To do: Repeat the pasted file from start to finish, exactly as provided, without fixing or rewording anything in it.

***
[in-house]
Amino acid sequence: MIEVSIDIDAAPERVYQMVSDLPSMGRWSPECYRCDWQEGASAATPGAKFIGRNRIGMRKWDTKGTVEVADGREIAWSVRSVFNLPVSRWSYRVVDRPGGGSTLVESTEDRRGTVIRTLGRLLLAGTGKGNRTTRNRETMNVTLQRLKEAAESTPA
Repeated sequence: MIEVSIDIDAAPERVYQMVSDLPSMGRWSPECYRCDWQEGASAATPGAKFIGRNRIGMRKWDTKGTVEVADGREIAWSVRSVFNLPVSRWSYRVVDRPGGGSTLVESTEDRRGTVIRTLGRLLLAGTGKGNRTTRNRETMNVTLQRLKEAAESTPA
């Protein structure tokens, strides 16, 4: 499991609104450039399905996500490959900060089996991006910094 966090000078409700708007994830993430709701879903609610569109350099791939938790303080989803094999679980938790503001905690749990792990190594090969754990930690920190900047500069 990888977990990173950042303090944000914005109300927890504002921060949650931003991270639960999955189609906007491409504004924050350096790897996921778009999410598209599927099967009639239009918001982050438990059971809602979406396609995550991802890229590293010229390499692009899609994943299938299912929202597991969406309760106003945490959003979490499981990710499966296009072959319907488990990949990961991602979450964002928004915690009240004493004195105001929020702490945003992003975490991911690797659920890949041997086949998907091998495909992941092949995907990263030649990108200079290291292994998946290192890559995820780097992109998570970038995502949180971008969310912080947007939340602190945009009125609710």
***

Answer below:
[in-house]
Amino acid sequence: MIEVSIDIDAAPERVYQMVSDLPSMGRWSPECYRCDWQEGASAATPGAKFIGRNRIGMRKWDTKGTVEVADGREIAWSVRSVFNLPVSRWSYRVVDRPGGGSTLVESTEDRRGTVIRTLGRLLLAGTGKGNRTTRNRETMNVTLQRLKEAAESTPA
Repeated sequence: MIEVSIDIDAAPERVYQMVSDLPSMGRWSPECYRCDWQEGASAATPGAKFIGRNRIGMRKWDTKGTVEVADGREIAWSVRSVFNLPVSRWSYRVVDRPGGGSTLVESTEDRRGTVIRTLGRLLLAGTGKGNRTTRNRETMNVTLQRLKEAAESTPA
């Protein structure tokens, strides 16, 4: 499991609104450039399905996500490959900060089996991006910094 966090000078409700708007994830993430709701879903609610569109350099791939938790303080989803094999679980938790503001905690749990792990190594090969754990930690920190900047500069 990888977990990173950042303090944000914005109300927890504002921060949650931003991270639960999955189609906007491409504004924050350096790897996921778009999410598209599927099967009639239009918001982050438990059971809602979406396609995550991802890229590293010229390499692009899609994943299938299912929202597991969406309760106003945490959003979490499981990710499966296009072959319907488990990949990961991602979450964002928004915690009240004493004195105001929020702490945003992003975490991911690797659920890949041997086949998907091998495909992941092949995907990263030649990108200079290291292994998946290192890559995820780097992109998570970038995502949180971008969310912080947007939340602190945009009125609710």